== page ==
• United States
Managing Editor

XO goes back to move ahead

May 02, 20062 mins
Cellular NetworksServersWAN

* CLEC reintroduces Nextlink provider of fixed broadband wireless services

It’s back to the future for XO.

XO Holdings “launched” a company that bore it six years ago. The CLEC reintroduced Nextlink as a provider of fixed broadband wireless services to businesses, government agencies and other service providers.

In 2000, CLECs Nextlink and Concentric merged to form XO.

Nextlink utilizes licensed Local Multipoint Distribution Service (LMDS) wireless spectrum covering 75 metropolitan markets across the country. The service will be marketed as an alternative to conventional broadband services delivered over copper and where fiber is unavailable or cost-inefficient.

With this asset, Nextlink will be targeting “middle mile” applications such as wireless backhaul and wireless metro Ethernet. Nextlink estimates that backhaul is currently a $2 billion market that will more than triple by 2010.

Wireless metro Ethernet, which is less than a $1 billion market now by Nextlink estimates, is expected to double through 2009.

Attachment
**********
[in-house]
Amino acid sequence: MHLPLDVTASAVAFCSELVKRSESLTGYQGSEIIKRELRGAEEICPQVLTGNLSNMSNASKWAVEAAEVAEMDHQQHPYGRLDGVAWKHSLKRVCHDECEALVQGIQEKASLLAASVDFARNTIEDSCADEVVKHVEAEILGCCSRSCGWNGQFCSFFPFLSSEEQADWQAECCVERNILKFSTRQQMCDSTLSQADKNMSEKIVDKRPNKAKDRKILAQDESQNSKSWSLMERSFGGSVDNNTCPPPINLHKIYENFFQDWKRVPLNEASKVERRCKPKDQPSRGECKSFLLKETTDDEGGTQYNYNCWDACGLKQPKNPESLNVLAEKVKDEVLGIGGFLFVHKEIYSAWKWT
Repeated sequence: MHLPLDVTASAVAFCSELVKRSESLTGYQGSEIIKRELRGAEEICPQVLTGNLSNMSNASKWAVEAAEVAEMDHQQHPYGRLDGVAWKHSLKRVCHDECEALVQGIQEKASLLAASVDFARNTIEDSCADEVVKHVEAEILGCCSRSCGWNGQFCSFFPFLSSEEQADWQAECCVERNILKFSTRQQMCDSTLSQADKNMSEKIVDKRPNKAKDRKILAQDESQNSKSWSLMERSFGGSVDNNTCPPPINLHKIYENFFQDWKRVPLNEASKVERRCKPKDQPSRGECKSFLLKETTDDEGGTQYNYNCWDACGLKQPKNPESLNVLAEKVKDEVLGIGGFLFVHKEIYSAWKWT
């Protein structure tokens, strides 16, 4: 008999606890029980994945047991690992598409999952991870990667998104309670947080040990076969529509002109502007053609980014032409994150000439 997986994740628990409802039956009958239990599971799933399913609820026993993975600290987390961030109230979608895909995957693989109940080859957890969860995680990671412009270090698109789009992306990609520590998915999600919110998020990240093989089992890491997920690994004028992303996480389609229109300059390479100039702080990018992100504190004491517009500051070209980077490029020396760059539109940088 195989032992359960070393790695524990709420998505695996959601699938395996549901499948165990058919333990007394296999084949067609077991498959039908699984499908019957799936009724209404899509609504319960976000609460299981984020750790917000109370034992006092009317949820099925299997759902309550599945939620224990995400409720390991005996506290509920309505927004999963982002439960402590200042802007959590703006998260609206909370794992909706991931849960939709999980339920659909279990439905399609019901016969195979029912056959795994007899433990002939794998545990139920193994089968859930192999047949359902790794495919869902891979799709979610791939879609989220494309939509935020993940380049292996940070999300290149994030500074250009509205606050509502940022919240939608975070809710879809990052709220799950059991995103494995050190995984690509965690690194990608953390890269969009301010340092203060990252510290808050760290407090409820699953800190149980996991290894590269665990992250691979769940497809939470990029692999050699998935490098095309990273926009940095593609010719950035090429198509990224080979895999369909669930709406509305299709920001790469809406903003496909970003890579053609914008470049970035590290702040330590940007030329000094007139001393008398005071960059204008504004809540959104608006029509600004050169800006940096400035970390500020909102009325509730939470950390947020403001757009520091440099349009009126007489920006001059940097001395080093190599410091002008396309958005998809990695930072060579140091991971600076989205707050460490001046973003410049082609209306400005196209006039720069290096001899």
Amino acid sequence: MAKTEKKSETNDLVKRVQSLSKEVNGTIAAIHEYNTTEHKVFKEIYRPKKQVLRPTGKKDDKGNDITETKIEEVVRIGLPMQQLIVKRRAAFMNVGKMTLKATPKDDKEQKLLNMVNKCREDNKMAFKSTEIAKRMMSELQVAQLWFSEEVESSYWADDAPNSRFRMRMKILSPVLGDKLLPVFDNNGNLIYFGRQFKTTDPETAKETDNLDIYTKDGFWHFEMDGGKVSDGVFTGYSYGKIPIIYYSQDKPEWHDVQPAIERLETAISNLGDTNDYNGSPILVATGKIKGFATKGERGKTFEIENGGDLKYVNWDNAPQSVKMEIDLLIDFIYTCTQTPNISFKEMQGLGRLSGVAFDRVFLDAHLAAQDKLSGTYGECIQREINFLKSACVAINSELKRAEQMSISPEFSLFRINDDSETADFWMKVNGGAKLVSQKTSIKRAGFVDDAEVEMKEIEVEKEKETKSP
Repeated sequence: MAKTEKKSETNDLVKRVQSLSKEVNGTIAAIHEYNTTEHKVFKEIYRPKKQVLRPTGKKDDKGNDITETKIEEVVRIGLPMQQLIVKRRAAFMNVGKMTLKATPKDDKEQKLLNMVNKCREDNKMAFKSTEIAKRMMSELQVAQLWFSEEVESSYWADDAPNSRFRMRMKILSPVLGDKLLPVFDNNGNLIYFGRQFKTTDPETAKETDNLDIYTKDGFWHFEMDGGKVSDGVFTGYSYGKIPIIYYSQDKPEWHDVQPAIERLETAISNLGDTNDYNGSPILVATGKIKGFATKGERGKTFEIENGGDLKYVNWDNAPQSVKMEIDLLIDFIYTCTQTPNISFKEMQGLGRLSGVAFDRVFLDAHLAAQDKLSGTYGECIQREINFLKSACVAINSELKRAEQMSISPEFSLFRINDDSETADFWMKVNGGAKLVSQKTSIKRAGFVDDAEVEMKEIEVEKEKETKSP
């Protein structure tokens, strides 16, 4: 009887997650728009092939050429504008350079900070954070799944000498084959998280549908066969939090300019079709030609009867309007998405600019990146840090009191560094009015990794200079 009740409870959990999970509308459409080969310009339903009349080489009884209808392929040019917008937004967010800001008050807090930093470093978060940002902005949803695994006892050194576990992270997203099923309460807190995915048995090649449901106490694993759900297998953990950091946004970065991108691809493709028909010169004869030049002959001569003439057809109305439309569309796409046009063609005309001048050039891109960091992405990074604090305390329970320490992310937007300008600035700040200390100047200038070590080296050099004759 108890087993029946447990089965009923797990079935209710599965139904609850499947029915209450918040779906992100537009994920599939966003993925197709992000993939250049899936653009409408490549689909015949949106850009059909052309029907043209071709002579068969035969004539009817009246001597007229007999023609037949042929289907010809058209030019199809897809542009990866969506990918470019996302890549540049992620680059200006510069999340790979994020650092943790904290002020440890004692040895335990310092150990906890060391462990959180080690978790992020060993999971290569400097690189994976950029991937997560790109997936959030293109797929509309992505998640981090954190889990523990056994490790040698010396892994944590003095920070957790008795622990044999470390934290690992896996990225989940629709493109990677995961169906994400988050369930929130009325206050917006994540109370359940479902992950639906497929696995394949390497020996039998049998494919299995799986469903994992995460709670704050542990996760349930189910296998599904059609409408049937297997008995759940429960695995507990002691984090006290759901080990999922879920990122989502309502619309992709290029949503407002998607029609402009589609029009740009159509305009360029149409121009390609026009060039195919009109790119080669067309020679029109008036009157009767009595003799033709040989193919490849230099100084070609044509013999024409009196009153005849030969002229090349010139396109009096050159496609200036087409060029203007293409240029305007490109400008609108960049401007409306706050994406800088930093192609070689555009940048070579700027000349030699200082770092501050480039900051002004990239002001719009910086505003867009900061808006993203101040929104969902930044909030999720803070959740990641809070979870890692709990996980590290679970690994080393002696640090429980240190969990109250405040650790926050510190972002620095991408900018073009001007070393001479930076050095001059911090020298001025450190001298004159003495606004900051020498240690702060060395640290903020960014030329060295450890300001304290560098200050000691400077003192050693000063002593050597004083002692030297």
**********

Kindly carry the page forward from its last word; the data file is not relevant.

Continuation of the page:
Nextlink’s services, offered in the 28GHz – 31GHz range, are for locations up to seven miles and in line-of-sight of a Nextlink wireless hub. Speeds range from 1.544Mbps T-1 up to 622Mbps OC-12 in point-to-point or point-to-multipoint configurations.

Though XO has had the LMDS spectrum for several years, fixed broadband wireless has never taken off. Emerging operators Winstar, Teligent and Metricom went bankrupt early this decade, while at the same time AT&T Wireless closed its operations, Sprint scaled back its fixed wireless plans, and MCI sold off its fixed wireless assets to Nextel.

Nextlink is initially launching service in Dallas, Los Angeles, Miami, San Diego, Tampa and Washington, DC, with additional market launches over the next two years.

Managing Editor

Jim Duffy has been covering technology for over 28 years, 23 at Network World. He covers enterprise networking infrastructure, including routers and switches. He also writes The Cisco Connection blog and can be reached on Twitter @Jim_Duffy and at

More from this author